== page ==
Pensacola International Airport
|Owner||City of Pensacola|
|Elevation AMSL||121 ft / 37 m|
FAA airport diagram
Pensacola International Airport (IATA: PNS, ICAO: KPNS, FAA LID: PNS), formerly Pensacola Gulf Coast Regional Airport and Pensacola Regional Airport (Hagler Field), is a public use airport three nautical miles (6 km; 3 mi) northeast of the central business district of Pensacola, in Escambia County, Florida, United States. It is owned by the City of Pensacola. Despite its name, the airport does not offer scheduled international flights, though chartered international flights are not uncommon. This airport is one of the five major airports in North Florida, and among these is the second largest by passenger count, only behind Jacksonville. The other airports in the North Florida region being: Northwest Florida Beaches International Airport, Destin-Fort Walton Beach Airport, Tallahassee International Airport, and Jacksonville International Airport.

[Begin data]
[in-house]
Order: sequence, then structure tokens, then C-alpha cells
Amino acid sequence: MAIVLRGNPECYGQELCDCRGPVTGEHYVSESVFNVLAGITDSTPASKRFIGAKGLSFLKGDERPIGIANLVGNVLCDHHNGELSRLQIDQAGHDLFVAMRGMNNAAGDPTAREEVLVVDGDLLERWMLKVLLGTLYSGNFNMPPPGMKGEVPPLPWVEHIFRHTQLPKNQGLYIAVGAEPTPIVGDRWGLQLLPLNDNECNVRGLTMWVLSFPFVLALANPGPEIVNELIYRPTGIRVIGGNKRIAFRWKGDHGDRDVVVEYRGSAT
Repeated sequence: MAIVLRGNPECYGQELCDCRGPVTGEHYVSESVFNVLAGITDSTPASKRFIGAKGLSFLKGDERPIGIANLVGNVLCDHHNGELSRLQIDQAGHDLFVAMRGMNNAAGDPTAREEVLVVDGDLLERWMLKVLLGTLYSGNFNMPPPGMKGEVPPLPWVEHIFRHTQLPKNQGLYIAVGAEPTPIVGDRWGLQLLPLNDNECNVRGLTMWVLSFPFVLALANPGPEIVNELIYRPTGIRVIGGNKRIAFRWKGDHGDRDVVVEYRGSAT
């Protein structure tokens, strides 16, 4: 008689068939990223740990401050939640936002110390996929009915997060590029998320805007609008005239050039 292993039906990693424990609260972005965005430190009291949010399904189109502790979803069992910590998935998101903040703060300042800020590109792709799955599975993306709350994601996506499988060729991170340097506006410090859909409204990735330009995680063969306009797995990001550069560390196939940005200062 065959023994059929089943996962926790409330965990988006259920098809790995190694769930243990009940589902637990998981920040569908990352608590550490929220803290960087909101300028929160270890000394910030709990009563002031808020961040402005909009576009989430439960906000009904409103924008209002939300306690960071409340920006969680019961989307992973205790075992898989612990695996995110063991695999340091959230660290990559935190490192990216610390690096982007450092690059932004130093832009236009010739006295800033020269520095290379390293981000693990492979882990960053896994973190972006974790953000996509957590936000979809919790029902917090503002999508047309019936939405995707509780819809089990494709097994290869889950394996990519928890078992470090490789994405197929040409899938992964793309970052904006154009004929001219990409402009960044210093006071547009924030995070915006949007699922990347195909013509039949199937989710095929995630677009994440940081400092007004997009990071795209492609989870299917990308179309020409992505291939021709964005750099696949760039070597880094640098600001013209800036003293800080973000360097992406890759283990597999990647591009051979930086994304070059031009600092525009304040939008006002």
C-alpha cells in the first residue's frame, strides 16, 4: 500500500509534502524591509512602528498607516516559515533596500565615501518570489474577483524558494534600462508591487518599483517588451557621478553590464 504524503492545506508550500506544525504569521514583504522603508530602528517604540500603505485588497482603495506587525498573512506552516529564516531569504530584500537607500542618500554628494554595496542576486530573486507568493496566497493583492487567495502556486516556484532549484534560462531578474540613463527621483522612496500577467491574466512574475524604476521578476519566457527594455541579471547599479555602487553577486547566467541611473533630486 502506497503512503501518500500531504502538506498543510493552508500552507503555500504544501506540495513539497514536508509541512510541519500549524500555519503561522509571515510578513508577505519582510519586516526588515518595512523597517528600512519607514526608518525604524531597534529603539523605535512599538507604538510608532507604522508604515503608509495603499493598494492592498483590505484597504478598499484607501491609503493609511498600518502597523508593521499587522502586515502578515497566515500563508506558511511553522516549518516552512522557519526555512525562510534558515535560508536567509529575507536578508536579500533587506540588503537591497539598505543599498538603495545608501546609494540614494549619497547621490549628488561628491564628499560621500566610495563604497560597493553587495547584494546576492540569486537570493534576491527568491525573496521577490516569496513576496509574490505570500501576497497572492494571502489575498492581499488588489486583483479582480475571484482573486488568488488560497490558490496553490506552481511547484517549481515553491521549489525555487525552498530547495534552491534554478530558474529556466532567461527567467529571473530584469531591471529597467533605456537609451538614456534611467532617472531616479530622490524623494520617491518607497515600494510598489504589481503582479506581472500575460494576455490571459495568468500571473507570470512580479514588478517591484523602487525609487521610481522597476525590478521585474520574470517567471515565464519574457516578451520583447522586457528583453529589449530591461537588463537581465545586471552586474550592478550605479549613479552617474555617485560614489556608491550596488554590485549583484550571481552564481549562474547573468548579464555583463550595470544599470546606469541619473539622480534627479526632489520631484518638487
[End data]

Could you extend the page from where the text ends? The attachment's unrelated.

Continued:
It is included in the Federal Aviation Administration (FAA) National Plan of Integrated Airport Systems for 2017-2021, in which it is categorized as a small-hub primary commercial service facility. As per Federal Aviation Administration records, the airport had 771,917 passenger boardings (enplanements) in calendar year 2008, 694,786 enplanements in 2009, and 729,748 in 2010. In 2018, the airport served 1.9 million passengers.